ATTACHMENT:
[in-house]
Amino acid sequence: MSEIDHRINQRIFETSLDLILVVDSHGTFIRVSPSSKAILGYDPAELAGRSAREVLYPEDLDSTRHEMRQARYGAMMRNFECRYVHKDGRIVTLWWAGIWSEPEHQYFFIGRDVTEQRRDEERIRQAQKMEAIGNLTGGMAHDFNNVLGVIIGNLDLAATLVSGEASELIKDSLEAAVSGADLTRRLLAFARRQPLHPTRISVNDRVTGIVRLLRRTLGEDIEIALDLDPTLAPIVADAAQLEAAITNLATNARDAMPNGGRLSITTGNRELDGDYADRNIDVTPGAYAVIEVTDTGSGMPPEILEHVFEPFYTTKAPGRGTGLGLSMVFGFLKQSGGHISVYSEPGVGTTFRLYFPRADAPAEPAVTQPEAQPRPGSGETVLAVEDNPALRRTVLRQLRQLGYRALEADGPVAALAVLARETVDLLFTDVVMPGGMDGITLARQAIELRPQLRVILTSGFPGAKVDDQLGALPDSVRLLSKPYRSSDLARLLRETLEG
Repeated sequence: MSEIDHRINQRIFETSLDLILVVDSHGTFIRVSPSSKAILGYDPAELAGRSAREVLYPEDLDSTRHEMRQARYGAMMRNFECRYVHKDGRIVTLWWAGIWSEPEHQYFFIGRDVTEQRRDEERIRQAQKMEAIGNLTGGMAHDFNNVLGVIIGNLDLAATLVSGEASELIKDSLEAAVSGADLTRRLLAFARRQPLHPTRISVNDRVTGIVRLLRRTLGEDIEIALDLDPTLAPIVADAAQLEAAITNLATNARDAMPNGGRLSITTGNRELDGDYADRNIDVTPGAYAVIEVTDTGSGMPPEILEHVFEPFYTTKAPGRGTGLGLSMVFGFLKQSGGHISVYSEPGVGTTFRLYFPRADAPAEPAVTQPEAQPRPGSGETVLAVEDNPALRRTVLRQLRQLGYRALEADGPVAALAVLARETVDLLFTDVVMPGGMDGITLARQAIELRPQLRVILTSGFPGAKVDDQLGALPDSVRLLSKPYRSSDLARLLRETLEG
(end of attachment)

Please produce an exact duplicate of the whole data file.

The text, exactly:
[in-house]
Amino acid sequence: MSEIDHRINQRIFETSLDLILVVDSHGTFIRVSPSSKAILGYDPAELAGRSAREVLYPEDLDSTRHEMRQARYGAMMRNFECRYVHKDGRIVTLWWAGIWSEPEHQYFFIGRDVTEQRRDEERIRQAQKMEAIGNLTGGMAHDFNNVLGVIIGNLDLAATLVSGEASELIKDSLEAAVSGADLTRRLLAFARRQPLHPTRISVNDRVTGIVRLLRRTLGEDIEIALDLDPTLAPIVADAAQLEAAITNLATNARDAMPNGGRLSITTGNRELDGDYADRNIDVTPGAYAVIEVTDTGSGMPPEILEHVFEPFYTTKAPGRGTGLGLSMVFGFLKQSGGHISVYSEPGVGTTFRLYFPRADAPAEPAVTQPEAQPRPGSGETVLAVEDNPALRRTVLRQLRQLGYRALEADGPVAALAVLARETVDLLFTDVVMPGGMDGITLARQAIELRPQLRVILTSGFPGAKVDDQLGALPDSVRLLSKPYRSSDLARLLRETLEG
Repeated sequence: MSEIDHRINQRIFETSLDLILVVDSHGTFIRVSPSSKAILGYDPAELAGRSAREVLYPEDLDSTRHEMRQARYGAMMRNFECRYVHKDGRIVTLWWAGIWSEPEHQYFFIGRDVTEQRRDEERIRQAQKMEAIGNLTGGMAHDFNNVLGVIIGNLDLAATLVSGEASELIKDSLEAAVSGADLTRRLLAFARRQPLHPTRISVNDRVTGIVRLLRRTLGEDIEIALDLDPTLAPIVADAAQLEAAITNLATNARDAMPNGGRLSITTGNRELDGDYADRNIDVTPGAYAVIEVTDTGSGMPPEILEHVFEPFYTTKAPGRGTGLGLSMVFGFLKQSGGHISVYSEPGVGTTFRLYFPRADAPAEPAVTQPEAQPRPGSGETVLAVEDNPALRRTVLRQLRQLGYRALEADGPVAALAVLARETVDLLFTDVVMPGGMDGITLARQAIELRPQLRVILTSGFPGAKVDDQLGALPDSVRLLSKPYRSSDLARLLRETLEG